On Monday, Apple released iTunes 12.4 for Mac and Windows, which updated the interface and navigation. It's not a major overhaul -- most of your years-old frustrations with the bloated program are still there.
But the bigger issue is whether or not Apple has addressed a long-percolating issue that may -- or may not -- wipe out users' carefully curated digital music collections.
Consider the plight of Apple Music subscriber James Pinkstone. He took to his blog earlier this month to warn fellow users about a potentially catastrophic issue with Apple's streaming service.
According to the post, Apple Music deleted 122 GB of music from Pinkstone's laptop without his permission. Making matters worse, Pinkstone had composed some of the music himself, and the original WAV files he created were converted to lower-quality audio files during the process.
The entire story is reminiscent of what popular Apple blogger Jim Dalrymple went through shortly after Apple Music first launched.
Thankfully, Pinkstone had a recent backup of his music library and was able to recover everything he thought he'd lost. And Dalrymple, too, was able to recover his files (with Apple's help).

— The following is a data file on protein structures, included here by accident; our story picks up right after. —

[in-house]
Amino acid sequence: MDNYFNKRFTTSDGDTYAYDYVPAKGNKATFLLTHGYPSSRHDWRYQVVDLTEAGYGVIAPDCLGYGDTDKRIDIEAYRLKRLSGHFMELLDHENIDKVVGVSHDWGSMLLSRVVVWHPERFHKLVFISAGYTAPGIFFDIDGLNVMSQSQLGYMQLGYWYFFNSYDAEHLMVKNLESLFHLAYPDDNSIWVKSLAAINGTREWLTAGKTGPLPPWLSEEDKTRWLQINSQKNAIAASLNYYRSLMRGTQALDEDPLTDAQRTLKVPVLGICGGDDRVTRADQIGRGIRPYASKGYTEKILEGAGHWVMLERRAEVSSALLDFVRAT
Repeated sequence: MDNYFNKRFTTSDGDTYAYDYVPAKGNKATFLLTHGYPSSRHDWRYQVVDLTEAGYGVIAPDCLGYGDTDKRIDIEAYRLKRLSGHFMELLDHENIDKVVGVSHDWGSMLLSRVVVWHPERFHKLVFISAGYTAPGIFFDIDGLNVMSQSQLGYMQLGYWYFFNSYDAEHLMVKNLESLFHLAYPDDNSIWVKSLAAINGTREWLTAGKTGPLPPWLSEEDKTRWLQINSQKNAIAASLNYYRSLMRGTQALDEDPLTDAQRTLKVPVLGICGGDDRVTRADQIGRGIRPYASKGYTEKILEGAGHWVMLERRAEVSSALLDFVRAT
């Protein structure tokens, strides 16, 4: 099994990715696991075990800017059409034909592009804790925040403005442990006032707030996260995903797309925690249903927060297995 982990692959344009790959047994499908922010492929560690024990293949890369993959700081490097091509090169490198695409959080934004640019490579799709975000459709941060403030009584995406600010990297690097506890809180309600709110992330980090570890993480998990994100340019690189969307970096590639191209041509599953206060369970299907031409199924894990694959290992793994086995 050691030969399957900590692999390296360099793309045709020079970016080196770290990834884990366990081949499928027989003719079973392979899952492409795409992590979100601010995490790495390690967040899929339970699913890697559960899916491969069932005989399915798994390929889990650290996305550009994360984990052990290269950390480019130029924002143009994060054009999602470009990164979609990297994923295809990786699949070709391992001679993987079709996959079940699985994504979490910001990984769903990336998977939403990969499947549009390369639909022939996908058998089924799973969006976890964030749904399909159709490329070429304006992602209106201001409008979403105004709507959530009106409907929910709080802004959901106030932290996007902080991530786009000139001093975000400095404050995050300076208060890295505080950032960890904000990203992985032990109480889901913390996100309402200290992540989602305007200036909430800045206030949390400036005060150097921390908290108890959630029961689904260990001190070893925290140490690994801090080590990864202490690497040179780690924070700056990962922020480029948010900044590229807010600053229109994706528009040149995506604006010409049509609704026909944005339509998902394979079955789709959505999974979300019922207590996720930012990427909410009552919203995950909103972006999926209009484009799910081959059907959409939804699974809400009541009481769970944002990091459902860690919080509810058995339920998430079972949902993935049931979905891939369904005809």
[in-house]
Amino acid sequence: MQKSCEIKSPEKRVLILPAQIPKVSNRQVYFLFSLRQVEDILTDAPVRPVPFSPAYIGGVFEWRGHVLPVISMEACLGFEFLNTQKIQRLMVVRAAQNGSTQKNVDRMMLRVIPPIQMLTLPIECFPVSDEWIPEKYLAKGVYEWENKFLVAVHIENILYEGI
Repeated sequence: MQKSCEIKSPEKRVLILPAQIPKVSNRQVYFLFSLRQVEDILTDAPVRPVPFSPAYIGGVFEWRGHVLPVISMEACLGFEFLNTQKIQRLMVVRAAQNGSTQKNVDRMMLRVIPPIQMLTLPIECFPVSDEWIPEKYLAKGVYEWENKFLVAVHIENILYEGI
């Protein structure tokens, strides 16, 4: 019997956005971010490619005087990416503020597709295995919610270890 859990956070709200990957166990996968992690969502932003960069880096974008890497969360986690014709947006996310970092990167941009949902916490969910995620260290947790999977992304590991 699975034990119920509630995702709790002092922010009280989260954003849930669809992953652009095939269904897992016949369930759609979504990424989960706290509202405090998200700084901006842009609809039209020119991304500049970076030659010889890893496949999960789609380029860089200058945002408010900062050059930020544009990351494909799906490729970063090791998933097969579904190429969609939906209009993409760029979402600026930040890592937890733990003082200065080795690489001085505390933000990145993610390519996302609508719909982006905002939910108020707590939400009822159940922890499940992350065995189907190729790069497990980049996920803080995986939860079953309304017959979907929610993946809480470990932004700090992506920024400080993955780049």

But now the problem that had been blamed on Apple Music (Apple's Spotify-like subscription music service that debuted in 2015) may be more of an iTunes issue.
On Friday, Apple provided The Loop (Dalrymple's site) with a statement acknowledging that "an extremely small number" of users had described instances of files being deleted from a personal music library without the user's permission. Apple went on to say the company is investigating the issue, and an upcoming iTunes update will add "safeguards" to prevent the issue from occurring.
That said, the statement from Apple also notes the company has been unsuccessful with attempts to replicate the issue in testing.
That brings us back to iTunes 12.4. Though its release coincides with the music-deletion woes, it's unclear if the update included the promised "safeguard." An Apple representative did not immediately respond to CNET's request for comment.
Despite Apple's inability to reproduce the issue, it's a relief the company is actively working on preventing further headaches for its users. Apple asks those who have experienced issues with missing files from a music library to contact AppleCare.
Users interested in the iTunes 12.4 update can click the "update" tab on the Mac App Store, or download the app for Windows and Mac at Apple's site.
Editors' note: This post was updated on Tuesday, May 17, to add information about iTunes 12.4.